In this edition of Toronto Maple Leafs News & Rumors, I’ll share some of the team’s most recent lineup changes as it prepares for its second game in a row against the Montreal Canadiens. As well, I’ll share some commentary that I see emerging from the team’s successful season thus far.
Currently, the Maple Leafs lead the NHL’s North Division with an 11-2-1 record in 14 games for 23 points. The Canadiens’ team they’re facing tonight also has played 14 games, but have only 18 points. In fact, the Canadiens have lost three of their last four games coming into tonight’s contest.
Item One: T.J. Brodie Is Quietly Stabilizing the Maple Leafs’ Defense
In a recent post, I noted that I wondered if T.J, Brodie might be the quietest player I’ve ever watched. Being more of a fan than an analytics guy, I admit that I watch for my own enjoyment and fail to critique the “finer points” of the game. Perhaps such viewing is one reason I seldom even notice Brodie on the ice. However, I also simply don’t see Brodie making any egregious errors.
I can only assume Brodie is playing a solid game. Looking at his statistics, he’s averaging 21:51 in 14 games with the team this season. But, as I say, it’s a quiet 22 minutes. I have a feeling that’s exactly what head coach Sheldon Keefe is looking for. As a result, Brodie and partner Morgan Rielly have grown into a formidable top-pairing defensive partnership.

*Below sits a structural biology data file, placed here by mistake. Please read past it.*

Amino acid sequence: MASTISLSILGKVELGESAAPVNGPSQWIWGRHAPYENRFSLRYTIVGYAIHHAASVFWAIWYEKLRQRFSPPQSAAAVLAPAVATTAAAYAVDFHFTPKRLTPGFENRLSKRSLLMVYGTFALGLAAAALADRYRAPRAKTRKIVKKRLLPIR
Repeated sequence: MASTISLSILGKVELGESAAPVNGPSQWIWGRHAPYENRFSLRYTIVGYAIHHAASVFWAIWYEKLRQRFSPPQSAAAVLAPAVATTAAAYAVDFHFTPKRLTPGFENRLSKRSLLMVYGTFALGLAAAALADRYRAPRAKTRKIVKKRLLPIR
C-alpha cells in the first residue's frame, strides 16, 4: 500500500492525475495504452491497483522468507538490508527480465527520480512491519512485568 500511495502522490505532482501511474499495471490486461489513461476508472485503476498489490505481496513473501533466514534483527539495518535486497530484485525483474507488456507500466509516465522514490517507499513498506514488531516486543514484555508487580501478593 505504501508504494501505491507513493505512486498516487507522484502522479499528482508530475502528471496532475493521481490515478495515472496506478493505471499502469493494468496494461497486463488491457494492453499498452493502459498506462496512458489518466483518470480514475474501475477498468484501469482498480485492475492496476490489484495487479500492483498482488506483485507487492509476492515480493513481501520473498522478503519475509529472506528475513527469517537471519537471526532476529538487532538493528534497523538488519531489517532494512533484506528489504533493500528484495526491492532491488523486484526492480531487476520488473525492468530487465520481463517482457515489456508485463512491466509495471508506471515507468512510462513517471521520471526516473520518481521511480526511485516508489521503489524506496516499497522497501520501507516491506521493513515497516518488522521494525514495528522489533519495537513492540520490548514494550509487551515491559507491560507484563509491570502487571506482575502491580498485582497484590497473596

Perhaps, their pairing is also why the Maple Leafs have become – at least thus far into the season – the North division’s premier team. To date, Brodie has four assists (two on the power play) and 14 shots on net. He’s not going to set the world afire on the score sheet.
In short, Brodie might not be the most exciting player, but it seems that his solid defensive play has added value to what’s become a deep Maple Leafs’ lineup. I keep asking the question: Could it be that the team’s issues on defense have been solved this season? The team’s defense certainly seems less fragile than it was last season and the season before, which has been the length of time I have covered the team for The Hockey Writers.
Item Two: Where Is Jimmy Vesey on the Ice?
Jimmy Vesey’s ice-time is dropping. He began the season as a member of the Maple Leafs’ top six but hasn’t scored a point in his past six games. On the season, he’s totaled two goals and an assist in 14 games.
One reason his production is dropping is because he’s simply not getting much ice time. He’s averaged 12:37 minutes for the season, but has been playing only about 10 minutes per game over his last six games. Currently, he’s on the team’s third line, but with Joe Thornton and Nick Robertson ready to return from injuries, what happens to Vesey? Is he headed to the taxi squad?
Item Three: Zach Bogosian’s Playing Close to 15 Minutes Per Game
Zach Bogosian’s success with the Maple Leafs this season makes me wonder what happened in Buffalo last season that encouraged the Sabres to buy out his contract. Bogosian is averaging 14:52 minutes each game. Like Brodie, he doesn’t score much – only a single assist on the season.
However, he too (from what I’m watching) is playing well. Bogosian is a much better player than I expected he would be when I saw that the Maple Leafs signed him during the offseason.